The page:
Star Trek, the science fiction series that rose from the dead after being photon-torpedoed by studio suits after only three seasons, hit its 50th anniversary this year. A lot of myths and legends have beamed up in that half-century, and one of them was that Gene Roddenberry fought tooth, nail, and whatever you call that thing Captain Kirk did with his clenched fists, to keep the series alive. He didn’t. He actually quit the series before its third season. But Roddenberry commanded Star Trek’s return. The show died, but he never gave up the ghost.
There have been whispered rumors that the ghost of Roddenberry, who died in 1991, haunts the old Star Trek sets, leaving a whiff of aftershave in his wake. Brannon Braga got his start on Star Trek: The Next Generation and wrote more scripts, over a hundred, for the franchise than any other writer on the series. While Braga admitted he wasn’t a Trekkie growing up, he has become a renowned authority through his years of close association at the comm. But he never ran into the ghost of Gene Roddenberry in the bathrooms at the Roddenberry building on the Paramount lot.
“Well, the Roddenberry building is not where the original Star Treks were shot,” Braga says. “I didn’t encounter the ghost Gene, but I will say the building did have a strong aroma of aftershave, but that was from a longtime producer, who’s now passed away, named AC Lyles. He’d been producing movies there since the early days of cinema. He wore a lot of cologne, so maybe that’s what it was.”
Stories of AC Lyles still haunt the tour guides.
Rod Kindlund was a page at Paramount from 1996 to 2000. He gave public and VIP tours of the lot “as well as audience coordination for TV shows, special events, and temp work in various departments.”
Kindlund says he has “tons of ghost stories about Paramount and RKO, which was formerly next door. The studio is on land that used to be part or the cemetery and that was the basis of the idea for the movie Poltergeist.”
The former page “initially learned things in training, but preferred to use my own information from personal anecdotes after I had been there for a year or two. I also relied heavily on stories that I was told by A.C. Lyles, a veteran producer who had been at Paramount many years and became their ambassador.”
AC Lyles began working for Paramount studios while he was still in high school. Starting as an office boy in the publicity department, he became an assistant to the producer of the 1954 movie The Mountain. The first movie Lyle produced was the This Gun For Hire remake Short Cut to Hell, which was directed by Hollywood icon James Cagney in 1957. Lyle also produced episodes of Rawhide, the film Law of the Lawless, and a series of low budget westerns for Paramount before branching out to other genres like the Korean War movie, The Young and the Brave, and the 1968 detective drama Rogues Gallery. Lyles also produced the mutant rabbit movie Night of the Lepus for Metro-Goldwyn-Mayer. His last gig was as as consulting producer on HBO’s Deadwood.
Kindlund worked the lot during a busy Star Trek production period.
“There were actually two Star Trek shows being produced on the lot at that time: Star Trek: Deep Space Nine and Star Trek: Voyager,” Kindlund says. “There were many times that actors were spotted in their Starfleet uniform and waved to the crowd or might sometimes even come up and talk to them briefly. The crowds loved that.”
The former page who now acts at Hobbs Grove Halloween Haunt, California’s coolest haunt, saw the stories of Roddenberry move into the light during his time at the studio.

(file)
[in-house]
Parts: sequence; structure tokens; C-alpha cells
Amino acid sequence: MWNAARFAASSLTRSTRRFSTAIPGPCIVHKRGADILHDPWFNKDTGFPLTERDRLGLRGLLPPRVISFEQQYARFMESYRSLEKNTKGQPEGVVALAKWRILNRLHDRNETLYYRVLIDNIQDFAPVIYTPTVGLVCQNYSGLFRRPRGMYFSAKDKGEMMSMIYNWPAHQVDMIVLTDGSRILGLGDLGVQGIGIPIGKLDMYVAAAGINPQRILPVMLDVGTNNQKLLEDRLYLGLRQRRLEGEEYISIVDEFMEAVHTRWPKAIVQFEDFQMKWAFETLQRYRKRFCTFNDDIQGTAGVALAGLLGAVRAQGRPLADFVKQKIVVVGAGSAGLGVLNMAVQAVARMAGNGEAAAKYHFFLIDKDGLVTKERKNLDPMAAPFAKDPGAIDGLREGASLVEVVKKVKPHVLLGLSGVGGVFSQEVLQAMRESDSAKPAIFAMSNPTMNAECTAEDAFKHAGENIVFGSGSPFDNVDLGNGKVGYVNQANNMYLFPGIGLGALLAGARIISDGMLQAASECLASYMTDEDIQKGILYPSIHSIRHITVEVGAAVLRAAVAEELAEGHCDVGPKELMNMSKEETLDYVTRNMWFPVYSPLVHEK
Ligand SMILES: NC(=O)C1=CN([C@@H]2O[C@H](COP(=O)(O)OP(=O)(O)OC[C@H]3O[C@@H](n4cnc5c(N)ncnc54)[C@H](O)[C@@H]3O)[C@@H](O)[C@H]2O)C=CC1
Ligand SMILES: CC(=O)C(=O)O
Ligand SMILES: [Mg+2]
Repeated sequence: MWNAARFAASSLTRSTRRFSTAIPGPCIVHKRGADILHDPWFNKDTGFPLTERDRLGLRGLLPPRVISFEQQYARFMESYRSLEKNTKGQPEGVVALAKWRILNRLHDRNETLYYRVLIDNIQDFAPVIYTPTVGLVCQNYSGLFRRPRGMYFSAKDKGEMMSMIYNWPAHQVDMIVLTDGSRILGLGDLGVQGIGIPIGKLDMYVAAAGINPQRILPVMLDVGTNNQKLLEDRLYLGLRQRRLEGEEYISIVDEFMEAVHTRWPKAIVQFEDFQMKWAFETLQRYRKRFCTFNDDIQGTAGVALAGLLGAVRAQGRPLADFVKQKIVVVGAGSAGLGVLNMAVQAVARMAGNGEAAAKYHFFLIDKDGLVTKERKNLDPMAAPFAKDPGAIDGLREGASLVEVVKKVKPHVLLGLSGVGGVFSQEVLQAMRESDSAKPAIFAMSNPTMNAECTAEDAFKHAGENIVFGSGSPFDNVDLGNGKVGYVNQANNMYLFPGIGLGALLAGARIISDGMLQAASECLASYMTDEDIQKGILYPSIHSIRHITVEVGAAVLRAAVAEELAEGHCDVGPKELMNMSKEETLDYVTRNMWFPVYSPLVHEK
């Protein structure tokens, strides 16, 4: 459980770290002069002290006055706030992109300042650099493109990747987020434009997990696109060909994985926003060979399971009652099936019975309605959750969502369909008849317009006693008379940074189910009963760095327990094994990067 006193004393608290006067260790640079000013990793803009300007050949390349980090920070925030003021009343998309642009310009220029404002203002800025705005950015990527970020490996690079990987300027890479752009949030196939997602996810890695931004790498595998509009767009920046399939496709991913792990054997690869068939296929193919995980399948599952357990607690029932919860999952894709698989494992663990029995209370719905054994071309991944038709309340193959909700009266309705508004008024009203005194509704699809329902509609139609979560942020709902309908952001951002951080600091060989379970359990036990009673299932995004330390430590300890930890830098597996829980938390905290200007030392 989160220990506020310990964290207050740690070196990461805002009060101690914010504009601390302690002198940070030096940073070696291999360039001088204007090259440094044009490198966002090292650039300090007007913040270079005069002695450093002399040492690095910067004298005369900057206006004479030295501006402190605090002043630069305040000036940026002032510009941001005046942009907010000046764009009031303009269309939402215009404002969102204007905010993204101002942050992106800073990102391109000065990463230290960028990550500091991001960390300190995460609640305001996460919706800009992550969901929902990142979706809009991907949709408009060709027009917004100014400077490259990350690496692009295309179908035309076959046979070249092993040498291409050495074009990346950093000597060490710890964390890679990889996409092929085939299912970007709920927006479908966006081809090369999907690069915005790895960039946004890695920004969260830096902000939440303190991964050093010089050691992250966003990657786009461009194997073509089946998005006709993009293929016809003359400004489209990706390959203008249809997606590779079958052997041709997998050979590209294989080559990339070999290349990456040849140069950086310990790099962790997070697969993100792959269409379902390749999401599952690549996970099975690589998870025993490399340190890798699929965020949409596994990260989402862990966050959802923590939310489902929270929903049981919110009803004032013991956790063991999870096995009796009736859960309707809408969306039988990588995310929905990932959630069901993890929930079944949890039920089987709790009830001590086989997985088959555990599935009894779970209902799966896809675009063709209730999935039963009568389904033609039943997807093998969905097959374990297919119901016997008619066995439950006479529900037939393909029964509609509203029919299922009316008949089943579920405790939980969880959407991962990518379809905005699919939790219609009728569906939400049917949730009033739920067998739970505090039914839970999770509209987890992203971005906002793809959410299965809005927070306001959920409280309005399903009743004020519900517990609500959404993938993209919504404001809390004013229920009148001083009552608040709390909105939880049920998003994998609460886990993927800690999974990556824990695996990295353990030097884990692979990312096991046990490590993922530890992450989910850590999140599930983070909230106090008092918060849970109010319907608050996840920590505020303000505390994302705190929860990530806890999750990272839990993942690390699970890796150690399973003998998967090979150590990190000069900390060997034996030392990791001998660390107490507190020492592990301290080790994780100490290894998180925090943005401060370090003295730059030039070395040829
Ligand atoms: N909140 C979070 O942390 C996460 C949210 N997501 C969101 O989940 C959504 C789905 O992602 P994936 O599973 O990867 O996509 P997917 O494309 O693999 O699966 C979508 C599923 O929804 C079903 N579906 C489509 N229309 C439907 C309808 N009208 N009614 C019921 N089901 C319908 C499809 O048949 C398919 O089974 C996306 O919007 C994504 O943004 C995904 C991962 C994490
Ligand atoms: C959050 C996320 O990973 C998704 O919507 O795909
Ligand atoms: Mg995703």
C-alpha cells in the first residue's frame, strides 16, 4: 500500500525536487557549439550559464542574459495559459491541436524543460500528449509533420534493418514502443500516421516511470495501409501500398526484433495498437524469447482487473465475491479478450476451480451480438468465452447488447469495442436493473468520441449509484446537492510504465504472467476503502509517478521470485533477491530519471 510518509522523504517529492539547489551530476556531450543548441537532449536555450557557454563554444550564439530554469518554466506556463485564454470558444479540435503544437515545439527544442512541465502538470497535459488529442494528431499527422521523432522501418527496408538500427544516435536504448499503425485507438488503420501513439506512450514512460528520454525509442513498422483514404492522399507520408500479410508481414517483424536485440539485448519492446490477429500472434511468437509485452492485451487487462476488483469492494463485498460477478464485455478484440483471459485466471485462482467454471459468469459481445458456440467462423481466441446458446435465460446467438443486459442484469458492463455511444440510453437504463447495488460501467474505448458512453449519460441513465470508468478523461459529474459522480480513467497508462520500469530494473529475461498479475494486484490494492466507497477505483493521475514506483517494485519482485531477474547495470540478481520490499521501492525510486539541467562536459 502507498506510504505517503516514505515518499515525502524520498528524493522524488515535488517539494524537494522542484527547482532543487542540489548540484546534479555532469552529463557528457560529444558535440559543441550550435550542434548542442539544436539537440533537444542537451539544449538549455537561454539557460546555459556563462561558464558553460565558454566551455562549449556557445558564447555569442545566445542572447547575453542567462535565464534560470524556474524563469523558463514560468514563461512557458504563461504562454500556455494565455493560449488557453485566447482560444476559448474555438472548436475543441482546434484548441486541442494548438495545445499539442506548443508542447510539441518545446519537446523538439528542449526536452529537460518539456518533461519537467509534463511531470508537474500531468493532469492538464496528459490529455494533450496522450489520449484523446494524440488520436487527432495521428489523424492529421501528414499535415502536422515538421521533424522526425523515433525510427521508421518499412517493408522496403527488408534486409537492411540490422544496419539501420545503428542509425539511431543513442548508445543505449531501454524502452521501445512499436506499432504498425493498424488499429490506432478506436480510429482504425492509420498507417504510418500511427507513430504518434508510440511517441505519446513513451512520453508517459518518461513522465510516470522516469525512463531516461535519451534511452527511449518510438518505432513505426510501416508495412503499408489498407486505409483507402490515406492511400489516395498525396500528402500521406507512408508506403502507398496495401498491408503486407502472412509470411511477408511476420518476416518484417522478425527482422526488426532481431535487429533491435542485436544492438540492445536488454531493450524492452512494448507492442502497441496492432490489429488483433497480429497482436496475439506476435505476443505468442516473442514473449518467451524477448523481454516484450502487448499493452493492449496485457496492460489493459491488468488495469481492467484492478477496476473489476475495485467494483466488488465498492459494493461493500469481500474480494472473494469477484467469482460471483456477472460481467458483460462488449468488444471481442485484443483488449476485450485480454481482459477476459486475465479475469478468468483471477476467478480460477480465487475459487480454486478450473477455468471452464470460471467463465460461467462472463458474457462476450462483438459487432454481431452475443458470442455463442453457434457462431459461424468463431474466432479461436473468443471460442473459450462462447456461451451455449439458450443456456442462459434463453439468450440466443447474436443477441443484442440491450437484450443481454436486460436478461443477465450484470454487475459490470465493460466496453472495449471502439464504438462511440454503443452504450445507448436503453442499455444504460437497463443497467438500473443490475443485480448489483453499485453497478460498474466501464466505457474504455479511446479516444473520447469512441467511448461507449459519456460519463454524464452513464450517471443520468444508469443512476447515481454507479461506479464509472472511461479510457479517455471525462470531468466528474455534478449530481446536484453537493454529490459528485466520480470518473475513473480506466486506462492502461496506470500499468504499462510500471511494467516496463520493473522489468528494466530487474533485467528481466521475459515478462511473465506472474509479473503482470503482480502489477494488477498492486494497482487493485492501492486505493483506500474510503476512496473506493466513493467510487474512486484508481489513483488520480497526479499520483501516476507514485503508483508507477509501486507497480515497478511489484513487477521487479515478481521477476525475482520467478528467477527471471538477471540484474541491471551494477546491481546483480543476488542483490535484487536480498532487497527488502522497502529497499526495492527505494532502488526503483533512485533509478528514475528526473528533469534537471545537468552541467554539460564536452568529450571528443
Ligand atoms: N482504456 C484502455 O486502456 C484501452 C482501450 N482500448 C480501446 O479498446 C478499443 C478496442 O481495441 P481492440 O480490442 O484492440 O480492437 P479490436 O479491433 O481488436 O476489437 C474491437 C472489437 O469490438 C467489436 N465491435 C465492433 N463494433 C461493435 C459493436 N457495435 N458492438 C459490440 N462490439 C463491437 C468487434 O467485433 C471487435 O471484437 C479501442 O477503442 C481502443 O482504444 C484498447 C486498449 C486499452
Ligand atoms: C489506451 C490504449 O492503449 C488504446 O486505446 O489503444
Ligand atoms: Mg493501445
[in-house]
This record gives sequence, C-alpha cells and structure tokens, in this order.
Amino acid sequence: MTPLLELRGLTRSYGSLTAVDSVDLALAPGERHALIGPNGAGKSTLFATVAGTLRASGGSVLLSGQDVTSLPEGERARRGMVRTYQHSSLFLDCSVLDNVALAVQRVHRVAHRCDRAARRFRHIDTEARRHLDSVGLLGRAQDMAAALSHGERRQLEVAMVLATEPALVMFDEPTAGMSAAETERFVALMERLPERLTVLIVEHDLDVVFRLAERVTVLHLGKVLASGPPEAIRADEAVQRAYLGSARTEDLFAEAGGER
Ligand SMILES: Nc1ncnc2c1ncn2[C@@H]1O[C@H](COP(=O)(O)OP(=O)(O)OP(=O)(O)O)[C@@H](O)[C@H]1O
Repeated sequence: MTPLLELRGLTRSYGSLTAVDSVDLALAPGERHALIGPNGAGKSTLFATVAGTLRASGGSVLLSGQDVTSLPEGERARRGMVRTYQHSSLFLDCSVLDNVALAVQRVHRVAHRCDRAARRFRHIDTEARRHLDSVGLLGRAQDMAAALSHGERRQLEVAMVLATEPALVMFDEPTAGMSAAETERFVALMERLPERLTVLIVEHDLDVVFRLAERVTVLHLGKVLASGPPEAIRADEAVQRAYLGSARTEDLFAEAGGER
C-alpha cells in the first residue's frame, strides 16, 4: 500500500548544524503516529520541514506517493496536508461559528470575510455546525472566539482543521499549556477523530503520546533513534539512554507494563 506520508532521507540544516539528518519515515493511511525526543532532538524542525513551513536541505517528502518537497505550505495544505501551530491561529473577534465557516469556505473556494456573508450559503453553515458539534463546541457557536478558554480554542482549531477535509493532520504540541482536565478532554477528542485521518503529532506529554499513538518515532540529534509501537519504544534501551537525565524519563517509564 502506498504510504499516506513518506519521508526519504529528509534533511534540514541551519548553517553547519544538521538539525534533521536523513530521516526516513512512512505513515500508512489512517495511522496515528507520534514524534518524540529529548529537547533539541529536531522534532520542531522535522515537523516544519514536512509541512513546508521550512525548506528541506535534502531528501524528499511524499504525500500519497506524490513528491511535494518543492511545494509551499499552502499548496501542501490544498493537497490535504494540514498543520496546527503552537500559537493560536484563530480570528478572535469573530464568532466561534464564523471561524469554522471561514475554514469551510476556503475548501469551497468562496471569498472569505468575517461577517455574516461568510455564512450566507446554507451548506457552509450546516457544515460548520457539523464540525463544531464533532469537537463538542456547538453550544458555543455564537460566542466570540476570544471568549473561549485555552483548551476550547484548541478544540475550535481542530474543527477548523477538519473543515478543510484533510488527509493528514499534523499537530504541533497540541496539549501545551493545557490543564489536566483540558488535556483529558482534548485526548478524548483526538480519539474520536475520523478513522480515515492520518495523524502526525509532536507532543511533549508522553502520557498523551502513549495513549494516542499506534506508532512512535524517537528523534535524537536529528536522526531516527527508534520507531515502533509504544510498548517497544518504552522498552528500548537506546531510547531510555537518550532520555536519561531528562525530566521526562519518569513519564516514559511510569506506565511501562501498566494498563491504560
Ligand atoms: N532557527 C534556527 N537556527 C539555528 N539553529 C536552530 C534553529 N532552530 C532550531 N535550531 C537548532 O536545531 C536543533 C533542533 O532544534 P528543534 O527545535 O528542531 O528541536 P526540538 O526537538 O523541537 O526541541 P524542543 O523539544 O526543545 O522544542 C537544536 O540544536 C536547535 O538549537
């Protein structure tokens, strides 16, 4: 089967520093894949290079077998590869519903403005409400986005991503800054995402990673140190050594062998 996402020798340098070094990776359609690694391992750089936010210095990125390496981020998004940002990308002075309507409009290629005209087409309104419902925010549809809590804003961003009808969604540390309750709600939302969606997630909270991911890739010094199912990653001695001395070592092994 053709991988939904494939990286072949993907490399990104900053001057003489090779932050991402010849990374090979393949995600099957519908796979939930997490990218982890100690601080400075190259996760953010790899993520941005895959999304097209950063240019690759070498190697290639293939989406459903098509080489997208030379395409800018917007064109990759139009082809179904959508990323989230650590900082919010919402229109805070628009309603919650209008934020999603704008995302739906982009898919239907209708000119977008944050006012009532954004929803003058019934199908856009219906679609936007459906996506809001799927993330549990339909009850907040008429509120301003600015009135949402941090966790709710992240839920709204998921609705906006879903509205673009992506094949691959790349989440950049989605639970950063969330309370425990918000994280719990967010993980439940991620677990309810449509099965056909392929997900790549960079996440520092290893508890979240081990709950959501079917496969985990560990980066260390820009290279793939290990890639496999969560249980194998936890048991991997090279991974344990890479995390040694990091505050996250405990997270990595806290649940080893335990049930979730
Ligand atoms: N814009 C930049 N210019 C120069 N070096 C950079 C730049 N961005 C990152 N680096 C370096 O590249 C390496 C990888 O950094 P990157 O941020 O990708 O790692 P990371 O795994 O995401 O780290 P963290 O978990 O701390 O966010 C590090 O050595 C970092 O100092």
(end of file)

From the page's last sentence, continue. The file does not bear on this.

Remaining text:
“As far as Gene Roddenberry goes, the only ghost story I had ever heard was that his ghost occupied the office building on the lot that was named after him. The Roddenberry building is not one of the historic ones. It’s a newer building. I had also heard a rumor that his coffin had been shot into outer space when he passed away. That’s ridiculous of course, but I thought it was funny. Probably stemmed from when that happened to Mr. Spock in The Wrath of Khan. He was actually cremated and buried at, I believe Hollywood Forever.”
One witness worked at Paramount as a page in 1997. She could precisely recall the date because she remembers “working the Titanic screenings.” She also recollected that the Roddenberry ghost story was part of her tour-guide patter. While she wishes to remain anonymous because she now works in another branch of entertainment, she says she still remembers telling visitors that Roddenberry’s “ghost appeared in the bathroom, and you knew it was him by the smell of his aftershave.”
She said she was taught this magic by Tim Perez, formerly part of studio management at Paramount Pictures but now retired. Perez has not responded to a media request by press time. So we reached out to the guest relations office at Paramount.
The executive didn’t give a direct quote, but the office confirmed that the Roddenberry ghost story is no longer part of the tour because it is not reputable, and the events cannot be verified.
The former page is not surprised that Paramount investigated the rumors and took it out of the tour guide patter based on incredibility.
“Paramount is very thorough,” she says. “But at the time, taking people through the Star Trek sets was a huge draw.”
The guest relations office doesn’t deny all the ghost stories and directed Den of Geek to the more reputable paranormal stories that are featured in their Halloween edition of the Paramount After Dark: Tales from the Other Side tour.
“Not all the stories born on our studio lot made it to the silver screen,” reads the official website. “Some stories, the darker stories, remained, and they continue to haunt the lot by moonlight. Maybe it’s the cemetery next door. Maybe it’s the passion to succeed in Hollywood that keeps the spirited personalities relevant today, even after death. Maybe it’s just your imagination.”
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